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Malignant vascular tumors are rare and angiosarcomas of the breast in patients under 21 years of age are exceedingly uncommon. In this report an angiosarcoma in the breast of a 14-year-old girl is described. She died nine months after mastectomy with recurrent disease in the bones and the contralateral breast. The etiology of most primary angiosarcomas is unknown. Secondary angiosarcomas can develop after radiotherapy and chronic lymphedema. The histology of this angiosarcoma is illustrated.
Malignant vascular tumors are extremely rare in patients under 21 years of age. Among 228 vascular tumors in 222 children and adolescents observed in a 25-year period, only four (2%) were malignant [three angiosarcomas (AS) and one Kaposi sarcoma].1 In a series of 99 AS from all sites, only a single 3-year-old patient is described.2 The largest series of malignant vascular tumors in the English literature is reported by the Italian and German Soft Tissue Cooperative Group.3 Among 18 patients with malignant vascular tumors, 12 patients ranging from one to 16 years of age were diagnosed with AS. The most frequent sites of AS in childhood are the head and neck region, liver, and skin.2–4 They have been reported also in the brain,5 heart,6 thoracic cavity,7 and mesentery.8 Primary sarcomas of the breast are extremely rare and only a few patients under the age of 21 years have been described in an overview series.9,10 The ages were 13 and 16 years, but in one series it is clear that the 15-year-old patient had AS.11 To our knowledge our study is of the second youngest patient to be reported with AS in both breasts.12
A 14-year-old girl was admitted to our hospital with a rapidly enlarging mass in the right breast. Histological findings of a needle biopsy specimen were consistent with AS. Further investigation did not reveal distant metastases and a simple mastectomy was performed. A complete resection was achieved with very close margins (Figure 1), and for that reason the chest wall was irradiated with a dose of 60 Gy in 33 fractions. The histology of the mastectomy specimen showed the typical features of AS composed of ramifying irregular vascular structures in the breast tissue parenchyma (Figure 2A). Atypical endothelial cells with hyperchromatic nuclei varying in size lined the vascular structures. Occasional multilayering was present, with mitoses readily identified. Focal solid areas of tumor cells were evident. Immunohistochemical staining confirmed the endothelial nature of the tumor cells with strong staining for CD31, CD34, D2-40 (Figure 2B), and FVIII (not shown). After extensive discussion with the pediatric oncology group she received adjuvant therapy of six courses of paclitaxel (175 mg/m2). Five months after surgery she developed several bone metastases and the left humerus was irradiated. One month later the left breast showed a rapidly enlarging tumor and subsequently multiple local recurrences appeared on the right side. A palliative simple mastectomy of the left breast was performed (Figure 3). Three months later and nine months after the first diagnosis she died with bone metastases and an extensive local recurrence of the disease.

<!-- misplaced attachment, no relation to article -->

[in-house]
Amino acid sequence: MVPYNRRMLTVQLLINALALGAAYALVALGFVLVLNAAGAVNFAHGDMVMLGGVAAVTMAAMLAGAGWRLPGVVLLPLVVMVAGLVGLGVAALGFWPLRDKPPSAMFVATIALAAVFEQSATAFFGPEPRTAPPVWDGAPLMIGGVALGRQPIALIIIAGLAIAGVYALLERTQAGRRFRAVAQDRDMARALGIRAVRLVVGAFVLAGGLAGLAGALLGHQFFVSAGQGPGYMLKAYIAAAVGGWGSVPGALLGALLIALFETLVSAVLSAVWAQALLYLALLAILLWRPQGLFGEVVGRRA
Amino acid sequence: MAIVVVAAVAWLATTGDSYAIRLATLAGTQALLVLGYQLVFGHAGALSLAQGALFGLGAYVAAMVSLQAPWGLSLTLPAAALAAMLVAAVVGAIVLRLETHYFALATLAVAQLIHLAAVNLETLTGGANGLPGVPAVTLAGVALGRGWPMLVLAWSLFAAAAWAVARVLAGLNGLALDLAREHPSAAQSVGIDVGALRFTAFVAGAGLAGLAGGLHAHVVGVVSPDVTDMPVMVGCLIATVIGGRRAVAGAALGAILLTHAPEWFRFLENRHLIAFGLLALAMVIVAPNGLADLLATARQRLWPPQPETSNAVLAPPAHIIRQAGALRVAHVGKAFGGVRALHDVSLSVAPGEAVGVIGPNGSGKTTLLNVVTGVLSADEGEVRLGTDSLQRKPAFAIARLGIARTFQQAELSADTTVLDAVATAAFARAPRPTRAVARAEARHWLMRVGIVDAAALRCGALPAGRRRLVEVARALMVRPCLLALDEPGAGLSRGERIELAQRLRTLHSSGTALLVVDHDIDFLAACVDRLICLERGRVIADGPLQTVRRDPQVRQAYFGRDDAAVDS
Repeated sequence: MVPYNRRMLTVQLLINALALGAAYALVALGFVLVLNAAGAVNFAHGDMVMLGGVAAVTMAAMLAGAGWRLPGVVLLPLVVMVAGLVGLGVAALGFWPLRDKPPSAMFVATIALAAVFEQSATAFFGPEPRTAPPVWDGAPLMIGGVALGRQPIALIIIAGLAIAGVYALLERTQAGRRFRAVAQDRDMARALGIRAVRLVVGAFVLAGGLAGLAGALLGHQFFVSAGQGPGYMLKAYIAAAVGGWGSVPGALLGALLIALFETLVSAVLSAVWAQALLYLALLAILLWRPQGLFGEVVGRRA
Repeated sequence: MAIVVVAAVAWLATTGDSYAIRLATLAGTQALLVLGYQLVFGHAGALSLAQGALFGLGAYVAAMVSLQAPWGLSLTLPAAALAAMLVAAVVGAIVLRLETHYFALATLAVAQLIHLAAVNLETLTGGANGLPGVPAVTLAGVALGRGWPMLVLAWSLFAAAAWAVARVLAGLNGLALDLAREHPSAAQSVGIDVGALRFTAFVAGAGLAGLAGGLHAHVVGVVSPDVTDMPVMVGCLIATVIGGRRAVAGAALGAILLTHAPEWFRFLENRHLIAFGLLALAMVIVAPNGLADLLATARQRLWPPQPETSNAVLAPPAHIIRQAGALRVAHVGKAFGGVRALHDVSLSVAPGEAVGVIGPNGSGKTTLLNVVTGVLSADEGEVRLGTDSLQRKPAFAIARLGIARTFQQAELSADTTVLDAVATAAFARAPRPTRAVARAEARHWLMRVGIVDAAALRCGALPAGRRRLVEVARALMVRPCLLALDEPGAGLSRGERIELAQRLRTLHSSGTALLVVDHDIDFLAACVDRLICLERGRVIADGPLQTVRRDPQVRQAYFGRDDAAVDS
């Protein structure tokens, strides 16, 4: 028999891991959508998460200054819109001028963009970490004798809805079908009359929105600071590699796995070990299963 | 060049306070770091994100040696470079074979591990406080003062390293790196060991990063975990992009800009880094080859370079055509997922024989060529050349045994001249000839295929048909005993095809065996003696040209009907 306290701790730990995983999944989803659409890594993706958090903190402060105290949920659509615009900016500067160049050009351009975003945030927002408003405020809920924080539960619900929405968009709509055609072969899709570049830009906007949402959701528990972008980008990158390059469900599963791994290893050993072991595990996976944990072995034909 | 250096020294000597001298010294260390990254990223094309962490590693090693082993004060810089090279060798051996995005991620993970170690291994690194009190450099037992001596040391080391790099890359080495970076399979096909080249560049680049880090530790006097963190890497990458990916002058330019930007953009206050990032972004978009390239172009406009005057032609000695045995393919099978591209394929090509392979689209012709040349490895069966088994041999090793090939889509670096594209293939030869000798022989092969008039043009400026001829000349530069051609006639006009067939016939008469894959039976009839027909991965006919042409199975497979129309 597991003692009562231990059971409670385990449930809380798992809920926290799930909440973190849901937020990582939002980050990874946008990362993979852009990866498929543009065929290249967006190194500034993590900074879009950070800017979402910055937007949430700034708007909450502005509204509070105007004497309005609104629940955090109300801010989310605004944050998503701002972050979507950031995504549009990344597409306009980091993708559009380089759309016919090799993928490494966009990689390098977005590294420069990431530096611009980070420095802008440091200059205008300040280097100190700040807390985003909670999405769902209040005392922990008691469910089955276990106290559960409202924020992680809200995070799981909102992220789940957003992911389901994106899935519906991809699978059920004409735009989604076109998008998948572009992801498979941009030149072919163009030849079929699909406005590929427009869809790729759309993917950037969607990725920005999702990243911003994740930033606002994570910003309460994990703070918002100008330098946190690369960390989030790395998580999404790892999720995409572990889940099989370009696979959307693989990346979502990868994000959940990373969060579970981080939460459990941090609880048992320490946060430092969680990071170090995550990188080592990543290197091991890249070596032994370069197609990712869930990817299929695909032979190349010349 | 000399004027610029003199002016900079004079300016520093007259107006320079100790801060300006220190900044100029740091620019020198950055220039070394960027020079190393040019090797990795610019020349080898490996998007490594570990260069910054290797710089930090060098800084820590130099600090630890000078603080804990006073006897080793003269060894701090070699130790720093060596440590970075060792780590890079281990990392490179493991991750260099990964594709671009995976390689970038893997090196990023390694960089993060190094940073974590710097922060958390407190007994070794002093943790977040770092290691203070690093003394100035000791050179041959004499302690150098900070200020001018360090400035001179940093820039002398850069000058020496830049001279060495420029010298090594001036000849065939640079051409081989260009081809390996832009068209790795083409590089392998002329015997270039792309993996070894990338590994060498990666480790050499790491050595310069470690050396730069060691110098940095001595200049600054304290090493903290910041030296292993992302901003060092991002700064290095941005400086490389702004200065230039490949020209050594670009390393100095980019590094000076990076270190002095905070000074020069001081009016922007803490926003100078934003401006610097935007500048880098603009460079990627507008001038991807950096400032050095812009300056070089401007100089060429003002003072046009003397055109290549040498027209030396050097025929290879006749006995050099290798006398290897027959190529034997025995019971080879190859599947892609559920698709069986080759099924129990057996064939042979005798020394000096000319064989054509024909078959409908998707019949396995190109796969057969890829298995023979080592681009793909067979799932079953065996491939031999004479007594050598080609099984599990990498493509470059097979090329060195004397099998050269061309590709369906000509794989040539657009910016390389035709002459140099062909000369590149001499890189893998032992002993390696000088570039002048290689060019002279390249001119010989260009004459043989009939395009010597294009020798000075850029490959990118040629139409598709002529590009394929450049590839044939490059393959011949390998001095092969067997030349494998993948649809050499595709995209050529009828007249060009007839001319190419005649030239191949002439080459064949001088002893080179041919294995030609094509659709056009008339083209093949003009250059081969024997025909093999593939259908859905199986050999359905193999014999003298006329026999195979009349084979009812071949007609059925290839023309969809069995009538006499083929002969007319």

AS is a rare tumor and the etiology is unclear in most cases. Prior irradiation after conservative therapy for breast cancer is a well-known risk for developing mammary AS.13 AS also occurs after chronic lymphedema following axillary and inguinal lymph node dissection.14 In children AS has been described following radiotherapy for vascular disorders at a very young age.15 Other documented risk factors include: xeroderma pigmentosum,16 neurofibromatosis I,7 and exposure to vinyl chloride.17 The diagnosis of AS in the breast may be suspected on clinical examination when red-blue discoloration of the skin is present; in later stages nodular tumor growth appears. The diagnosis may be supported further by fine needle aspiration, in particular when combined with immunocytochemistry.18 A tissue biopsy provides confirmation of the diagnosis of AS. The treatment of choice is surgery whether or not in combination with radiotherapy. In contrast to small cell sarcomas in children (Ewing's sarcoma or primitive neuroectodermal tumor, and rhabdomyosarcoma), AS, like other non-small cell soft tissue sarcomas, are very insensitive to chemotherapy.18,19 The prognosis is very poor, with a five-year survival rate of 20% or less.2,20,21